What can go wrong with a metal roof?
Like any product, a metal roof has potential drawbacks:
- Metal roofing requires a qualified installer, a committed contractor, and careful installation. Not all contractors want to learn to install them properly.
- Not all homes are suitable for metal roofing.
- Inferior metal and metal panel designs plague the marketplace.
We’ve been manufacturing quality metal roofing systems since 1980. We’ve encountered projects with all sorts of existing problems and helped thousands of customers avoid roofing mistakes. Here, we’ll share some ways a metal roofing project can go wrong.
10 Ways a Metal Roof Can Go Wrong
Improper installation or not meeting pitch requirements
First, an improper installation is the weak spot of many failed metal roofs. Metal roofing systems require extensive knowledge of trims, details, and integrating other roofing materials. Manufacturers commonly offer training, but contractors are open to mistakes and imperfections without it.
Lack of consideration for ventilation and attic condition
A good contractor should examine your attic and ventilation early on. It’s important to know that roofing materials interact differently with your home and attic, potentially leading to condensation and leaks. Proper ventilation will enhance your roof system’s energy efficiency and ice dam resistance.
Unexpected or rapid color change or fading
Metal roofs are coated with one of several finishes, some lasting much longer than others. Polyester coatings are more affordable but fail quicker than Kynar® coatings do—the lower quality of the coating, the shorter the aesthetic and functional life.
Manufacturing defects range from scratches to flawed finishes. Jagged edges, streaky paint, and even wavy metal are all possible. Some manufacturers perform rigorous quality control on their raw materials and fabricated panels, while others do not.
Organic growth buildup from nearby plants
While metal won’t foster mold growth as quickly as asphalt, long-term buildup of plant material without rain to wash it off can cause streaking or even damage the coating. Periodic cleaning based on your local weather conditions may require special detergents.
Loss of granules from stone-coated steel
Stone-coated steel panels are subject to the same flaw as many composition shingles, the loss of granules over time. Like asphalt, your gutters will eventually catch hundreds of these little bits. While stone-coated steel may be your desired look, it is important to consider the long-term performance of any roof system.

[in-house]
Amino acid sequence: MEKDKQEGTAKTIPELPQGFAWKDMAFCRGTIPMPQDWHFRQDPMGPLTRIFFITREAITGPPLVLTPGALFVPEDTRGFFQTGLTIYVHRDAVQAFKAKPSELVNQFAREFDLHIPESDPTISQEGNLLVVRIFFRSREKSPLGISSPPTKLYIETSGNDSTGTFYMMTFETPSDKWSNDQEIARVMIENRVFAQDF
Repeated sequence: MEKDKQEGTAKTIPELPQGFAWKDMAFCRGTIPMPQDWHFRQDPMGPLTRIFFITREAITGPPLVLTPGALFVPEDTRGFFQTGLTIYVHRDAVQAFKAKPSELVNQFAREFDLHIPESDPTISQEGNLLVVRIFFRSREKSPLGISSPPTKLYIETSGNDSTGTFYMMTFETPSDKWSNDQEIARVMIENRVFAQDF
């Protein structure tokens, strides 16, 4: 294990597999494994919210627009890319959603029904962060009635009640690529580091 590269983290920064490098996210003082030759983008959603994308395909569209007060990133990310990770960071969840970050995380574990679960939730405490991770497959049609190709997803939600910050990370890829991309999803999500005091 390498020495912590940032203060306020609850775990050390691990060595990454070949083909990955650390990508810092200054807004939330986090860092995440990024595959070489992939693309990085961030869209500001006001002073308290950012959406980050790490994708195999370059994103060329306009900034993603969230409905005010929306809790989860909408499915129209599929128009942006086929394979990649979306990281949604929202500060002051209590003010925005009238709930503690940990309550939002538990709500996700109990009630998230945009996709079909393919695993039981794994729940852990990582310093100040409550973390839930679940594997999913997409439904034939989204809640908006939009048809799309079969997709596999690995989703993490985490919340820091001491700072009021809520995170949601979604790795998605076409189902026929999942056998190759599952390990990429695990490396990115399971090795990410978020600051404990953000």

Minimal energy savings from a solar reflective coating
Metal roofing manufacturers often boast about energy-efficient reflective coatings on their products. Saving money passively from your new roof sounds great, but the final savings might be mediocre depending on the coating, location, and previous roof. Metal roofs over properly vented attics with integrated thermal breaks offer increased energy savings.
Exposed screws rusting, popping out, or loosening
Screws fastened right through the panels might represent a metal roof to you, but they introduce thousands of potential failure points. As temperatures change, metal flexes, putting pressure on the fasteners. The rubber seals will crack and fail over time, and sometimes screws even loosen and back out, requiring tightening or replacement.
Dead valleys or improper valley integration
Valleys can be a source of trouble for any roof system, especially ‘dead’ valleys where shedding rainwater is difficult. Experienced contractors can handle the challenge, but not everyone has the training and know-how. The lining for dead valleys should be the same metal as the rest of the roof rather than an inferior material. Likewise, transitions from metal roofs to flat roofs need extra care.
Rust, especially on cut edges and with inferior coatings
Rust is an obvious weak point. While aluminum, copper, and zinc metal roofing largely avoid it altogether, steel can be prone to rust damage from deep scratches, jagged cuts, or tight bends. For some climates, even steel roofing of excellent quality isn’t right.
These pitfalls can cost you money, time, and the headache of repairs and warranty claims. How do you avoid these problems and choose a metal roofing solution right for your home and budget?
A Quick Tool to Help You Choose
Our Roofing Needs Profiler asks you questions about your home and situation, then calculates a recommendation for the type of roofing product best suited for your application. It’s a great place to start, it’s free without obligation, and it takes about 10 minutes to complete.
How a Metal Roof Can Go Right
Our team focuses on providing reliable education and trusted information to guide you to the right decision for you and your home. There’s no “one size fits all” answer. The best answer is based on your unique needs.
Choose to work with the industry leader: Classic Metal Roofing Systems. When you talk with our friendly and knowledgeable staff of metal roofing experts, you get the help you need to ensure you choose the right roofing product for your home.
In addition to avoiding what can go wrong with a metal roof, you’ll enjoy peace of mind with investment protection, durability, and a lifetime warranty.
So don’t wait. Contact us today and tell us about your roof. We’re here to help and look forward to your bright roofing future!